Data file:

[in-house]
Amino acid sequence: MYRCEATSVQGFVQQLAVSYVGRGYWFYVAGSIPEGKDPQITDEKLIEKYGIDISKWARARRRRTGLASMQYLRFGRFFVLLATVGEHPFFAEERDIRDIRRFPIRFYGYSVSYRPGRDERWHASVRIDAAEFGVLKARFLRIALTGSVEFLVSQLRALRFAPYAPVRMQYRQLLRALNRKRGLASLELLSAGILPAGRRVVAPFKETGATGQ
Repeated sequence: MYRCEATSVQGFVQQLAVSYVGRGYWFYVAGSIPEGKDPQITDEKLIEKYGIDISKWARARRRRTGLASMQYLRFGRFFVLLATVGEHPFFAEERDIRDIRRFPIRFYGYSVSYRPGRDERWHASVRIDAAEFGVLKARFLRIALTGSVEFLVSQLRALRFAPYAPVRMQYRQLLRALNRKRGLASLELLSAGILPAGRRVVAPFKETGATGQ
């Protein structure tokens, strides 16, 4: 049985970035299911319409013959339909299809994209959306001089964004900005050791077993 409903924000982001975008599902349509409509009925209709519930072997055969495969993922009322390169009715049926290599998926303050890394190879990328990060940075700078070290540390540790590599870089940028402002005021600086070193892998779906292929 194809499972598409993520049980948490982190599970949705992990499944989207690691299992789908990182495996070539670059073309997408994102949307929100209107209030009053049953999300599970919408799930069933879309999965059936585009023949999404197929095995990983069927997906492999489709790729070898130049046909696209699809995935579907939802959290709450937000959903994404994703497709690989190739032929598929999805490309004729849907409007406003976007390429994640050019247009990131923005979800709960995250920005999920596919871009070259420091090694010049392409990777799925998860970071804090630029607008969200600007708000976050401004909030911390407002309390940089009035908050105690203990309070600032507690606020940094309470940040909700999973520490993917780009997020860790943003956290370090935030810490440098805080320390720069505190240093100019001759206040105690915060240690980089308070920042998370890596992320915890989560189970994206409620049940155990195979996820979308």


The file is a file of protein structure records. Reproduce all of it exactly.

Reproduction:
[in-house]
Amino acid sequence: MYRCEATSVQGFVQQLAVSYVGRGYWFYVAGSIPEGKDPQITDEKLIEKYGIDISKWARARRRRTGLASMQYLRFGRFFVLLATVGEHPFFAEERDIRDIRRFPIRFYGYSVSYRPGRDERWHASVRIDAAEFGVLKARFLRIALTGSVEFLVSQLRALRFAPYAPVRMQYRQLLRALNRKRGLASLELLSAGILPAGRRVVAPFKETGATGQ
Repeated sequence: MYRCEATSVQGFVQQLAVSYVGRGYWFYVAGSIPEGKDPQITDEKLIEKYGIDISKWARARRRRTGLASMQYLRFGRFFVLLATVGEHPFFAEERDIRDIRRFPIRFYGYSVSYRPGRDERWHASVRIDAAEFGVLKARFLRIALTGSVEFLVSQLRALRFAPYAPVRMQYRQLLRALNRKRGLASLELLSAGILPAGRRVVAPFKETGATGQ
């Protein structure tokens, strides 16, 4: 049985970035299911319409013959339909299809994209959306001089964004900005050791077993 409903924000982001975008599902349509409509009925209709519930072997055969495969993922009322390169009715049926290599998926303050890394190879990328990060940075700078070290540390540790590599870089940028402002005021600086070193892998779906292929 194809499972598409993520049980948490982190599970949705992990499944989207690691299992789908990182495996070539670059073309997408994102949307929100209107209030009053049953999300599970919408799930069933879309999965059936585009023949999404197929095995990983069927997906492999489709790729070898130049046909696209699809995935579907939802959290709450937000959903994404994703497709690989190739032929598929999805490309004729849907409007406003976007390429994640050019247009990131923005979800709960995250920005999920596919871009070259420091090694010049392409990777799925998860970071804090630029607008969200600007708000976050401004909030911390407002309390940089009035908050105690203990309070600032507690606020940094309470940040909700999973520490993917780009997020860790943003956290370090935030810490440098805080320390720069505190240093100019001759206040105690915060240690980089308070920042998370890596992320915890989560189970994206409620049940155990195979996820979308």